It’s been a full summer of book launches, signings and sales for this author culminating in a long weekend of talks and vending. It was exhausting, yet profitable, a reminder that even something as pleasurable as writing can succeed only with the application of hard work––well directed hard work, which brings me to my thoughts.
All of my events this year were successful, relatively speaking. The marker of success for me is meeting expectations. These expectations are developed from my previous experience with events, and certain factors that influence them. They are: the nature of the crowd, the venue, indoors or out, the weather, the aim or theme of the event, the organization, and advertising. Each is influenced by the next. Here is what I mean.
1. The nature of the crowd drawn to the event is influenced first by the aim or theme, then the venue, in order of importance. For example, I launched my latest novel Zaca at Zaca Mesa Winery this summer in the very shadow of Zaca Mountain. There is an obvious theme. The novel is oriented locally and the winery/tasting room was excited about hosting us. But the venue shaped the nature of the crowd; people came there first and foremost to taste wines, not to read books. I met my expectations, but only later in the day after wine was consumed and financial defenses relaxed. By contrast, my last event was Los Alamos Old Days, a two-day town celebration, selling at a booth on the main drag. My book was Images of America Los Alamos Valley, a pictorial history of the town and valley. People came specifically to celebrate the heritage of the town, to learn more about it. I had the perfect product for the venue and occasion, and exceeded my hopes for sales.
2. The organization of an event can greatly influence your success. Was there sufficient advertising, including disclosure of the fact that books would be sold and signed? That, of course, affects the nature of the crowd. Were the arrangement and distribution of vending booths or tables well thought out, to maximize visibility and approachability for each vendor? Was there sufficient signage, enough tables and space, room for the flow of the crowd? A truly experienced and skillful organizer can make a huge difference.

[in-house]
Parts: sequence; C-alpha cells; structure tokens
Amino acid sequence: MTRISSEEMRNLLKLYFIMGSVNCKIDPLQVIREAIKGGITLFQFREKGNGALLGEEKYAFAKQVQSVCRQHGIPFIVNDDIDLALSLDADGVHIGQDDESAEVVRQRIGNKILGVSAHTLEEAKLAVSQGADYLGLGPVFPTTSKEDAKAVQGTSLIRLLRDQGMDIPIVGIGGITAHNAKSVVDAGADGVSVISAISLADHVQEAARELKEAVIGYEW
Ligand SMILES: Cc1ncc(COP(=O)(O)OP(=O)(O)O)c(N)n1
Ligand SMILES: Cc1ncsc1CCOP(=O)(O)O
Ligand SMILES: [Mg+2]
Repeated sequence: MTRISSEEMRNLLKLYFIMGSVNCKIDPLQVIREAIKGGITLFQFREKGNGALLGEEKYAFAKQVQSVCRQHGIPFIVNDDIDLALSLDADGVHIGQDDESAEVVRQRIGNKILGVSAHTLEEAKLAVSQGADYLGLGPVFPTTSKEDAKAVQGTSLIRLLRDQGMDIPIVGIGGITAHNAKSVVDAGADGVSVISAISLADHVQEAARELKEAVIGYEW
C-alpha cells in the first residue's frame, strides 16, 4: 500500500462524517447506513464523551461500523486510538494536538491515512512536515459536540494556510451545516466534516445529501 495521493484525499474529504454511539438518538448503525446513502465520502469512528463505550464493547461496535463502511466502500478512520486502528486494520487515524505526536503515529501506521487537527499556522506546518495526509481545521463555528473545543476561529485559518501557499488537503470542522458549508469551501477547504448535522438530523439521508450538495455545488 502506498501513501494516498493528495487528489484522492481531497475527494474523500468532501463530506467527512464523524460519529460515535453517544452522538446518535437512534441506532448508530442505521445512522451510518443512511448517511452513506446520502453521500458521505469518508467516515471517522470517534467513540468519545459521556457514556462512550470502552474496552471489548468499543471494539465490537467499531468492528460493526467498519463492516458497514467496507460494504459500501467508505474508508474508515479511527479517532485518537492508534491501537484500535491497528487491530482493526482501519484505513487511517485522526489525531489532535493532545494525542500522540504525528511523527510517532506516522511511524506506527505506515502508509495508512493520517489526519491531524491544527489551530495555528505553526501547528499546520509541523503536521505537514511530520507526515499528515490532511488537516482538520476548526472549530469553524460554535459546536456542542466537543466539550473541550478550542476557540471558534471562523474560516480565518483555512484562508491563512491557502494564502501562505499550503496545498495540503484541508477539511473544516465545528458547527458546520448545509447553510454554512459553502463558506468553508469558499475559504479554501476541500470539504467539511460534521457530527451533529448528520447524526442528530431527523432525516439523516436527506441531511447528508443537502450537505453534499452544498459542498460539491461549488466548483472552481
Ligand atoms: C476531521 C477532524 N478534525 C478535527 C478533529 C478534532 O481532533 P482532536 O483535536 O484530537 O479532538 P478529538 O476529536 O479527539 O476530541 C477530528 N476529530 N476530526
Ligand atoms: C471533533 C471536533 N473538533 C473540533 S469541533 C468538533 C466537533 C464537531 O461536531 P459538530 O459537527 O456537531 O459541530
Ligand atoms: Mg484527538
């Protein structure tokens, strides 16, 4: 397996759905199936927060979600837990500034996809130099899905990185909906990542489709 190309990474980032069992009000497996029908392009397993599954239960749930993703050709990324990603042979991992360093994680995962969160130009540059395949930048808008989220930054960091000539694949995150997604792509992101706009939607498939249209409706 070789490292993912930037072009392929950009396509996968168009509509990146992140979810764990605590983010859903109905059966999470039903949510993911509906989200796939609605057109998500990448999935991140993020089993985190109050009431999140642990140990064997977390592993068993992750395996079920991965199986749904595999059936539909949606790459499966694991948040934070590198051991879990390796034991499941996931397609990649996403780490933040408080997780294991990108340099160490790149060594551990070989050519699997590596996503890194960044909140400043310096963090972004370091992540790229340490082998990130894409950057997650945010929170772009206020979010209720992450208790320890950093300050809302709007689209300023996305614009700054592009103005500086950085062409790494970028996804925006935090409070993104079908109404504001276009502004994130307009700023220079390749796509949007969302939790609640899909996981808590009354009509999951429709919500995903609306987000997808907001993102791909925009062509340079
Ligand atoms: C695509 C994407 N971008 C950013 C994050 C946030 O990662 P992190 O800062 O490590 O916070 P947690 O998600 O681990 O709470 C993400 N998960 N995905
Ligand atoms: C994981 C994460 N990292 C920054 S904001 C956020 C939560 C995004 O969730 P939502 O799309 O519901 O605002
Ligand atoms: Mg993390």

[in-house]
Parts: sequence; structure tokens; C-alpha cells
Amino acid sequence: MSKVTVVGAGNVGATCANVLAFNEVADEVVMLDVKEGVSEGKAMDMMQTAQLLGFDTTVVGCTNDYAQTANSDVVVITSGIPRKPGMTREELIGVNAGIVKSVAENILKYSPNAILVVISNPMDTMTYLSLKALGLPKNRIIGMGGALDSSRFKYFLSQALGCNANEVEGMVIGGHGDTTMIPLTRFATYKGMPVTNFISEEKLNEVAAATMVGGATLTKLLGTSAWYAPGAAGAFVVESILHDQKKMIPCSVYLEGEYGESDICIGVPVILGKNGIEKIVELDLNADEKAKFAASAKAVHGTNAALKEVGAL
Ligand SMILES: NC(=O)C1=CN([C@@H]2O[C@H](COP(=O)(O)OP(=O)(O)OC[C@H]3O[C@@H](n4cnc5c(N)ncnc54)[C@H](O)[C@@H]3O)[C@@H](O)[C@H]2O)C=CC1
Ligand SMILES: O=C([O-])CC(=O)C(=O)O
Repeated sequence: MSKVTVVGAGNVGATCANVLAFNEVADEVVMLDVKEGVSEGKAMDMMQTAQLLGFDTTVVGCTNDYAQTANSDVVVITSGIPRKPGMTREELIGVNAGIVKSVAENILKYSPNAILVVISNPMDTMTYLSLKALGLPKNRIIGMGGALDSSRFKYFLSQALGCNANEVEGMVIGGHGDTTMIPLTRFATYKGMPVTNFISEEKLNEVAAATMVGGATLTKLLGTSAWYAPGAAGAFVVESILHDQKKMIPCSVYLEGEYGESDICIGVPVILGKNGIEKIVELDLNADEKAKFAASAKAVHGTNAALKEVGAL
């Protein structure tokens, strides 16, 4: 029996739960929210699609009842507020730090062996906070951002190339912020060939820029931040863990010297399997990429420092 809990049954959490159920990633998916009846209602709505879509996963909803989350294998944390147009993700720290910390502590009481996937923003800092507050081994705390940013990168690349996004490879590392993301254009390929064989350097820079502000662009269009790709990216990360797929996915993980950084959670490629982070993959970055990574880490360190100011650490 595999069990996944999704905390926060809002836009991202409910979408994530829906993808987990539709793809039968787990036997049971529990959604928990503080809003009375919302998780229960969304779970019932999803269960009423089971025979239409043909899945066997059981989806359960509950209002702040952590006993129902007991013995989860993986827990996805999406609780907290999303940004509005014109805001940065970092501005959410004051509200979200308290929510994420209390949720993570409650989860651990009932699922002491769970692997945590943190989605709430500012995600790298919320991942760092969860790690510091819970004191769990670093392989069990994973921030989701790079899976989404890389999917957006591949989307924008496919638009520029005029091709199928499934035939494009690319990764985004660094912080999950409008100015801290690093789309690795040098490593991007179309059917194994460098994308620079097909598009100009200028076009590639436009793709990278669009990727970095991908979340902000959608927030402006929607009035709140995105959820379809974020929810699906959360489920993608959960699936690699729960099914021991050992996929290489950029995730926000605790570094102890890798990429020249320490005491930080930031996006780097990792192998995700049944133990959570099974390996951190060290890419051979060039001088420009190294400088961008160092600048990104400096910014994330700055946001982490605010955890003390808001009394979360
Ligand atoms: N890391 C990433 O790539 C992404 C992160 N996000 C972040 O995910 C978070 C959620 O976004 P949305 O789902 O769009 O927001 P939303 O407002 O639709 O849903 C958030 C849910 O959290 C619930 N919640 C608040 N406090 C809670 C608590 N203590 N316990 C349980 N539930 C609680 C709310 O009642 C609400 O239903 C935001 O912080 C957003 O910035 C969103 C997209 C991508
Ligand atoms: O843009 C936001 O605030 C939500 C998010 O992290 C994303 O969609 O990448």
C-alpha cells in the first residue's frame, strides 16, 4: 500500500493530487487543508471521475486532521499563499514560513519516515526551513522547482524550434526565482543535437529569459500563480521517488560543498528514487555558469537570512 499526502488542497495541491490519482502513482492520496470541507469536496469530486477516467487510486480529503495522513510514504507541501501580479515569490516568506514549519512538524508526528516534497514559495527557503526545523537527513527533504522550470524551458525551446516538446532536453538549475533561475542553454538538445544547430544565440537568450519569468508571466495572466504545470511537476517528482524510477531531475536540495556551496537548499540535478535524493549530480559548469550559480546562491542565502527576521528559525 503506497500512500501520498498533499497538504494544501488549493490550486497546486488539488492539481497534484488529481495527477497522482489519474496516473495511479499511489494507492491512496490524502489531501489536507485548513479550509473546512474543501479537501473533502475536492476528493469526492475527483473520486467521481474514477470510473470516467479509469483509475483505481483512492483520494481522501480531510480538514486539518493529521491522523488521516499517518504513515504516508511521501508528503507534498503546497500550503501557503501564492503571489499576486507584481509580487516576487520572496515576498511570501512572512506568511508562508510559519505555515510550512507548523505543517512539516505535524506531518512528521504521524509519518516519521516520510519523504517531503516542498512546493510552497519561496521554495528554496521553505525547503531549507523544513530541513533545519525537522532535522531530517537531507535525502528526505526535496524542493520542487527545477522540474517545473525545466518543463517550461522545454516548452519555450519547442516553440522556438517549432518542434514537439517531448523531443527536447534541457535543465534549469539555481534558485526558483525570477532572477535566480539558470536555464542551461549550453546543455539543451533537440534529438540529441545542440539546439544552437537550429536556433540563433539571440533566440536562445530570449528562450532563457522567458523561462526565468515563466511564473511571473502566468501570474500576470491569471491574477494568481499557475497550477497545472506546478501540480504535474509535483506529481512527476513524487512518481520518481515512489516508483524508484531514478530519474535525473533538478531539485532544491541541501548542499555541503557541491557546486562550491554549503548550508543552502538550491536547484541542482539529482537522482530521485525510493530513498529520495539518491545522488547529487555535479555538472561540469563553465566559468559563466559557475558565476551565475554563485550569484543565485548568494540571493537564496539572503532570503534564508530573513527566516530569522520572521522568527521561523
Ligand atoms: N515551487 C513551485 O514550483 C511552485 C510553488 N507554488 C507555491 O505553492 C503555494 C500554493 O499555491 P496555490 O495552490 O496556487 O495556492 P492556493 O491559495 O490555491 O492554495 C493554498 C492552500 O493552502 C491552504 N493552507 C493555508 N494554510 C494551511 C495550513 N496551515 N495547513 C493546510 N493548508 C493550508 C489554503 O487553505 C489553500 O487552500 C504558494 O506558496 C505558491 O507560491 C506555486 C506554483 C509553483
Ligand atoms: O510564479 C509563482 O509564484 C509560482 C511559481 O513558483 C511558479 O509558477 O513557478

3. Venues for book launches, sales, and signings need not be restricted to bookstores. There are few enough of them these days. Any retail outlet can serve as a venue. There is a tendency to overlook a wide variety of possibilities, most retailers are delighted to host a special event such as a signing or launch. I have known of successful signings at restaurants, hardware stores, museums, even a store specializing in the occult. If you can align your book subject, so much the better. As I mentioned earlier, understand that the crowd will be specific to the venue, and plan your campaign accordingly. You and the venue form a partnership; the retailer expects you to draw customers, you hope to interest their regulars.
4. Advertising is a mixed bag. It is clear that an ad about your book all alone in a newspaper will attract little interest and do little to increase your sales, unless you can afford a full page. However, an advertisement by your selected venue, whether retail store or special event that includes you and your book is generally more successful. It suggests a special atmosphere in a familiar place. Best of all is an article about you and your book written prior to an upcoming event. Journalists often need filler, but it must be news. Events are news. If you can interest a newspaper in doing a piece about you prior to your signing or launch, you have established a partnership with both the venue and the newspaper. And reporters have a tendency to return to the well when short of material.
5. My final word on this subject is control. When I am a small cog in a big wheel, wielding little or no influence, I seldom succeed. I find myself participating in joint signings organized by other groups or authors less and less. When I organize my own event, I can control contingencies to a large extent. I approach the venue myself, work out a mutually agreeable plan, share the publicity, establish my theme based upon the anticipated nature of the crowd, create a physical set up according to my needs, invite all my friends. If I believe including other authors will be advantageous, I invite those particularly suited to the venue.
There are no rules governing the number of times you launch your book. There are no venues that are off limits. When you control your own destiny, you can fit the pieces together to make it work. Create a plan, be flexible, and most important, have fun.